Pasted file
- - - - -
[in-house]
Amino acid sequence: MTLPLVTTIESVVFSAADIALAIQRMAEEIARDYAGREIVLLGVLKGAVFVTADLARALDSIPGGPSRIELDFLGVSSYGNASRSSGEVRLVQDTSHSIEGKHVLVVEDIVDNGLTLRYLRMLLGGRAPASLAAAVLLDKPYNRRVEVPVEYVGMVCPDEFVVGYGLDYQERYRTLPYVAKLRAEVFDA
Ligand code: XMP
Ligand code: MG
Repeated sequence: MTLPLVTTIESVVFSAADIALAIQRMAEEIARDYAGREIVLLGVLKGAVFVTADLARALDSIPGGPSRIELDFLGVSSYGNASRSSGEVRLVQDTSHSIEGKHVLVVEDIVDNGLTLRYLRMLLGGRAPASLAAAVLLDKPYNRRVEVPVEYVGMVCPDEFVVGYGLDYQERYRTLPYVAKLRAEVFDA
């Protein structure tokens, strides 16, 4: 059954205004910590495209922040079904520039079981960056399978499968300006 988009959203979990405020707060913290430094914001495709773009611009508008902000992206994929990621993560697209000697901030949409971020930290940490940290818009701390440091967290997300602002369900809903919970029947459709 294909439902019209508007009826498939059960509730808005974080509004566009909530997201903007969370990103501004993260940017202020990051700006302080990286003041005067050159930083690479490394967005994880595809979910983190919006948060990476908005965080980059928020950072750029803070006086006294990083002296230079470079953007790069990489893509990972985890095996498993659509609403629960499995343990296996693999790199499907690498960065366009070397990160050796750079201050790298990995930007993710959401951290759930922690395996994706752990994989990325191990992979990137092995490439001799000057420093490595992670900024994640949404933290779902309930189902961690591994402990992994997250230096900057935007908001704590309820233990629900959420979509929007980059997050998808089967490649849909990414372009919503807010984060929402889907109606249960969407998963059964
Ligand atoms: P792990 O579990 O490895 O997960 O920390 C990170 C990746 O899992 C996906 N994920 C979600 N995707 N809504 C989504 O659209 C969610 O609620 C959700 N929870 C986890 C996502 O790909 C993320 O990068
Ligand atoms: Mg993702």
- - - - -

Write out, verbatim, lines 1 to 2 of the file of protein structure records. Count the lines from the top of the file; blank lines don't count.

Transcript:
[in-house]
Amino acid sequence: MTLPLVTTIESVVFSAADIALAIQRMAEEIARDYAGREIVLLGVLKGAVFVTADLARALDSIPGGPSRIELDFLGVSSYGNASRSSGEVRLVQDTSHSIEGKHVLVVEDIVDNGLTLRYLRMLLGGRAPASLAAAVLLDKPYNRRVEVPVEYVGMVCPDEFVVGYGLDYQERYRTLPYVAKLRAEVFDA